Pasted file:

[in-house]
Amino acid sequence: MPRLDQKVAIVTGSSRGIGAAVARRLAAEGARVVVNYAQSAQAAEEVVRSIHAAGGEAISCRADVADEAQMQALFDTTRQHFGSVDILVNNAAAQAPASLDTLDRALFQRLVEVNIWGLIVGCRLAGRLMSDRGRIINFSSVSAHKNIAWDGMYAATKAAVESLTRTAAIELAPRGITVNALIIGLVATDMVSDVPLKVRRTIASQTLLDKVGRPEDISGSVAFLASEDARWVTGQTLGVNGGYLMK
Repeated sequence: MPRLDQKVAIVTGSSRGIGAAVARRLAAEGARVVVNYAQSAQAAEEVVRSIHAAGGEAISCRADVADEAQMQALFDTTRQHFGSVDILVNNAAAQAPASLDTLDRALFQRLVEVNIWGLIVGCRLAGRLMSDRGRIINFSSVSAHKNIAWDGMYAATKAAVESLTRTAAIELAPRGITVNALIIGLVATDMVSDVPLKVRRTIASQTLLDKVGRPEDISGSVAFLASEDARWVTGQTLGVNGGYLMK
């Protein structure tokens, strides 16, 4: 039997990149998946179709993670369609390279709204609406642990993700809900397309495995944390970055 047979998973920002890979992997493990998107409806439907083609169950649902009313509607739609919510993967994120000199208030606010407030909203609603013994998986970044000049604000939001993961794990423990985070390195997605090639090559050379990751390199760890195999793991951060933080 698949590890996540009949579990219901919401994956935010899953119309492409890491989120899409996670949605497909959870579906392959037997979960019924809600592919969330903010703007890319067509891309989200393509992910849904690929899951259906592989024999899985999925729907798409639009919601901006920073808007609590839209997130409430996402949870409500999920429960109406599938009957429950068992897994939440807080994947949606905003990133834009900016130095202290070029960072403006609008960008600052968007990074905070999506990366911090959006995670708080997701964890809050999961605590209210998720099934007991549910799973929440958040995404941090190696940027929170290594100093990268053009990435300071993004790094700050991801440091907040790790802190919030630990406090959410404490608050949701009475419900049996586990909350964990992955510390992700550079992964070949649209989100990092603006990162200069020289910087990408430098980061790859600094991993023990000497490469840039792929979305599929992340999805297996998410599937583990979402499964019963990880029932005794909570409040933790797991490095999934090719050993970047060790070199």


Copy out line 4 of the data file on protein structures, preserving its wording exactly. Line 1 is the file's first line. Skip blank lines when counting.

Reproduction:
């Protein structure tokens, strides 16, 4: 039997990149998946179709993670369609390279709204609406642990993700809900397309495995944390970055 047979998973920002890979992997493990998107409806439907083609169950649902009313509607739609919510993967994120000199208030606010407030909203609603013994998986970044000049604000939001993961794990423990985070390195997605090639090559050379990751390199760890195999793991951060933080 698949590890996540009949579990219901919401994956935010899953119309492409890491989120899409996670949605497909959870579906392959037997979960019924809600592919969330903010703007890319067509891309989200393509992910849904690929899951259906592989024999899985999925729907798409639009919601901006920073808007609590839209997130409430996402949870409500999920429960109406599938009957429950068992897994939440807080994947949606905003990133834009900016130095202290070029960072403006609008960008600052968007990074905070999506990366911090959006995670708080997701964890809050999961605590209210998720099934007991549910799973929440958040995404941090190696940027929170290594100093990268053009990435300071993004790094700050991801440091907040790790802190919030630990406090959410404490608050949701009475419900049996586990909350964990992955510390992700550079992964070949649209989100990092603006990162200069020289910087990408430098980061790859600094991993023990000497490469840039792929979305599929992340999805297996998410599937583990979402499964019963990880029932005794909570409040933790797991490095999934090719050993970047060790070199």